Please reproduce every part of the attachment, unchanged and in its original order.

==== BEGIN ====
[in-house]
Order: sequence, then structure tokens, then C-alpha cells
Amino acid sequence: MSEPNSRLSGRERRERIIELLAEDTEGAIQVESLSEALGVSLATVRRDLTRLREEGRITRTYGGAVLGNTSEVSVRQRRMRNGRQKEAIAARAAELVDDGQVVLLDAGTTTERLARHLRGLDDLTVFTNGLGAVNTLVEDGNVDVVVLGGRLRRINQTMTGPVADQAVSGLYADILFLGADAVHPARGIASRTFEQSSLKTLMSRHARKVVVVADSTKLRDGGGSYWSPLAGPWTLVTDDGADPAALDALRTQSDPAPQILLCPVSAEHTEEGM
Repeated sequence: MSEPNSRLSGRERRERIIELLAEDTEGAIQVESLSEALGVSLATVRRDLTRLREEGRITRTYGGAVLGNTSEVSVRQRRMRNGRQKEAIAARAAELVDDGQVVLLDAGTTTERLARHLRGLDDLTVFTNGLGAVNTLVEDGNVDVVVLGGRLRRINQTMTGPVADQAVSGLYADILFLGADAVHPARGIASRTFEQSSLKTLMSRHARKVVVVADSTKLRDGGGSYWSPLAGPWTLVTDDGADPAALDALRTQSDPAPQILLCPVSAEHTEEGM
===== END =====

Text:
[in-house]
Order: sequence, then structure tokens, then C-alpha cells
Amino acid sequence: MSEPNSRLSGRERRERIIELLAEDTEGAIQVESLSEALGVSLATVRRDLTRLREEGRITRTYGGAVLGNTSEVSVRQRRMRNGRQKEAIAARAAELVDDGQVVLLDAGTTTERLARHLRGLDDLTVFTNGLGAVNTLVEDGNVDVVVLGGRLRRINQTMTGPVADQAVSGLYADILFLGADAVHPARGIASRTFEQSSLKTLMSRHARKVVVVADSTKLRDGGGSYWSPLAGPWTLVTDDGADPAALDALRTQSDPAPQILLCPVSAEHTEEGM
Repeated sequence: MSEPNSRLSGRERRERIIELLAEDTEGAIQVESLSEALGVSLATVRRDLTRLREEGRITRTYGGAVLGNTSEVSVRQRRMRNGRQKEAIAARAAELVDDGQVVLLDAGTTTERLARHLRGLDDLTVFTNGLGAVNTLVEDGNVDVVVLGGRLRRINQTMTGPVADQAVSGLYADILFLGADAVHPARGIASRTFEQSSLKTLMSRHARKVVVVADSTKLRDGGGSYWSPLAGPWTLVTDDGADPAALDALRTQSDPAPQILLCPVSAEHTEEGM